I was born two days later than I was supposed to be, but that was the first and only time I was ever late. I showed up so fast that the doctor barely made it back in the room in time to deliver me, and for better or for worse, I’ve moved at about that same pace ever since.
You know how sometimes you’re running in a dream, and your feet can’t connect to the ground, and all of a sudden it’s like your legs are windmilling under you but you’re not actually going anywhere? I’ve felt like that pretty much since my first conscious thought. It’s taken me all 25 of my existing years to understand why I have so many dreams like that — what the root of my everything is, and I mean my everything: my problems, my successes, and all that has come in between.
I am impatient as hell — and that impatience guides me more ruthlessly than anything ever will.
There isn’t a single part of my life it doesn’t bleed into, a single era of me that it hasn't defined. I taught myself to run my first mile in fourth grade because I wanted to get to my best friend’s house faster for playdates. I started writing fan fiction when I was 12 because I got sick of waiting for a full seven days in between new episodes of Charmed. I transferred colleges midway through my degree but still managed to graduate early, determined to get to whatever came next. Every day I power walk to work and get there 45 minutes before my shift starts, not because I have too much to do, but because my brain cannot psychologically cope with being idle if I'm already awake (which — shocker — I always am). I drafted the first version of this piece you're reading right now at 1 a.m. on a weeknight because I couldn't sleep at the thought of waiting until morning to do it. I constantly feel like that goonish villain in the cartoon movie version of Tarzan, cutting through time like he cut through the forest with his machete, ready to just get to the next part already and leave the present behind.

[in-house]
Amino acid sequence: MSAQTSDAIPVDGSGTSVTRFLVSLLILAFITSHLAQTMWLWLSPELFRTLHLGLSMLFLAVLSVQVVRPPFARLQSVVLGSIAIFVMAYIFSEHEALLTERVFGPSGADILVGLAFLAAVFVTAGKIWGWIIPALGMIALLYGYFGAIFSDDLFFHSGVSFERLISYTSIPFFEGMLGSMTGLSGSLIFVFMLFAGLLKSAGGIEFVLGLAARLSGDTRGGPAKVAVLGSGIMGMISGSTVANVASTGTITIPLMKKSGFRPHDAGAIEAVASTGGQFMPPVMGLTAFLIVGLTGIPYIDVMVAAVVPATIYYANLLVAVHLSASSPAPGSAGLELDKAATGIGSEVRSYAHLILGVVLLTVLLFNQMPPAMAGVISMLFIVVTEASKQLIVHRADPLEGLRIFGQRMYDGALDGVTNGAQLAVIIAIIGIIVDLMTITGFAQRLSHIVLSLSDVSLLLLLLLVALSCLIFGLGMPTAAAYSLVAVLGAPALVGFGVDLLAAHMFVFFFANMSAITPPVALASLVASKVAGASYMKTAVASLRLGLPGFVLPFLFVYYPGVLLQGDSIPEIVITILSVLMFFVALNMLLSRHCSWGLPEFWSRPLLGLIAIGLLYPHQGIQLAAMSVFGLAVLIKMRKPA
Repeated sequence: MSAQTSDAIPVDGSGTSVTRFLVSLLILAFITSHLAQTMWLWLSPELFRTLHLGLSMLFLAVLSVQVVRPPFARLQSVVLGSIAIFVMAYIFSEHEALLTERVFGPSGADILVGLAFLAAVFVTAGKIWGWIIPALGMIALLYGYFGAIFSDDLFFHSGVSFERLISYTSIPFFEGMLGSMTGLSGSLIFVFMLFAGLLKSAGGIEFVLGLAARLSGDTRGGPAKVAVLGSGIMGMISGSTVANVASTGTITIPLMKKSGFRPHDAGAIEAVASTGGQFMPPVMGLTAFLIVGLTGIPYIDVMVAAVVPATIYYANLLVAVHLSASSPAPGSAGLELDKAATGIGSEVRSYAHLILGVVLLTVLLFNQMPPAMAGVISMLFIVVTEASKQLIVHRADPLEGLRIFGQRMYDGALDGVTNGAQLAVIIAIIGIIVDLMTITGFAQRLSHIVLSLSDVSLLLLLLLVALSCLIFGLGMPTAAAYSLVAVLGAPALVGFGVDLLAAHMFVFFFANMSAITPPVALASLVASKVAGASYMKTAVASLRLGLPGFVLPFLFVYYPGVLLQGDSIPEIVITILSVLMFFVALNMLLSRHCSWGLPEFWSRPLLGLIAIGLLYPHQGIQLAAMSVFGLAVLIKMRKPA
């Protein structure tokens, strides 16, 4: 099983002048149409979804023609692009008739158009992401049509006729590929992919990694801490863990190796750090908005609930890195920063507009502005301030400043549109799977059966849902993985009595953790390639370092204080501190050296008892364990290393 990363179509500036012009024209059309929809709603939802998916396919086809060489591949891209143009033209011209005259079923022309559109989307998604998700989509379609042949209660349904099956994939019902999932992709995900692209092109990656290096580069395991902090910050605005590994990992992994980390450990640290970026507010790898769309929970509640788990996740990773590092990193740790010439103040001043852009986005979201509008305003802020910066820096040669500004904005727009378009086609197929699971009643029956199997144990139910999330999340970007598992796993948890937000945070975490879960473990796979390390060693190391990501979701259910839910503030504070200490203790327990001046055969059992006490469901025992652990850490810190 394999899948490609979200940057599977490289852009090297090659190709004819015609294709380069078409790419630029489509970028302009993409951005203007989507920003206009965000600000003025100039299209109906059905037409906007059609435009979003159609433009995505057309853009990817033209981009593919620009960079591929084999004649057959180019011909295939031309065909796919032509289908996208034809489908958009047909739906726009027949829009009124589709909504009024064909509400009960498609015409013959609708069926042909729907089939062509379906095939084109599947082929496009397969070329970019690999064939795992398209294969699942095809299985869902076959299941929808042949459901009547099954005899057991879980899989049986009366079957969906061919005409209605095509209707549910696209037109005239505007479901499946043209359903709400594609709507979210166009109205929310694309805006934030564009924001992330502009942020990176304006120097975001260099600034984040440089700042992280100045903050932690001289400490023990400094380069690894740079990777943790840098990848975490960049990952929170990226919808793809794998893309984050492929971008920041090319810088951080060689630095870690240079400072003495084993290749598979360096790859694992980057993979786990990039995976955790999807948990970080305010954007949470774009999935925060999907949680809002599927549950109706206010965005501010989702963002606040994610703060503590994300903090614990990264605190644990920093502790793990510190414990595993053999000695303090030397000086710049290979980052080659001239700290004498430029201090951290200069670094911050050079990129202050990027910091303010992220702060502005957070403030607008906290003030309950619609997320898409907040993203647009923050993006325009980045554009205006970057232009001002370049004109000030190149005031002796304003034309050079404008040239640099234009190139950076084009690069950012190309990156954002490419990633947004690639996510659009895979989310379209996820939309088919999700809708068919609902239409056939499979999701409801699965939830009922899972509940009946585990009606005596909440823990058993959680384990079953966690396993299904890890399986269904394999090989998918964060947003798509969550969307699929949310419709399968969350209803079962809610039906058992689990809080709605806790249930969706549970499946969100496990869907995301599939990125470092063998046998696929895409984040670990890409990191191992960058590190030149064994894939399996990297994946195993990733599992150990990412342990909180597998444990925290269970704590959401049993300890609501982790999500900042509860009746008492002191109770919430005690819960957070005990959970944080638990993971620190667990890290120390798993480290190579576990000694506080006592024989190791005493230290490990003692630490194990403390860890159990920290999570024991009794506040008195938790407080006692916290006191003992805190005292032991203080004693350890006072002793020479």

People have told me in my moments of weakness — and like anyone my age, there are plenty — that I need to slow down. I've heard it all more times than I can count, in varying degrees: Life is long. Patience is a virtue. Stop and smell the roses. And while I know that there is a truth that rings in those words that is older and wiser than I am, I still can't quite bring myself to listen.
The truth is this: Yes, my impatience has caused a lot of sleepless nights and unnecessary angst and more temporary burnouts than I can count. But I wouldn’t change it about myself even if I could. My impatience has given me more than I could ever give it back.
I love to run like I love to breathe. Would I have known that, if I hadn’t wanted to be with my best friend then, right then?
Writing stories is my greatest passion in life. But would I have ever found that outlet, if I hadn't been so irritated at TNT for making me wait to learn about Chris Halliwell's fate that I had to take matters into my own prepubescent hands?
I moved to Nashville after college to try my luck at songwriting. Would I have been so brave if I hadn’t had those extra six months to toy with after graduating early? Would I have felt the sweetness of that chance, or learned from the sting of that failure, without the buffer I had given myself?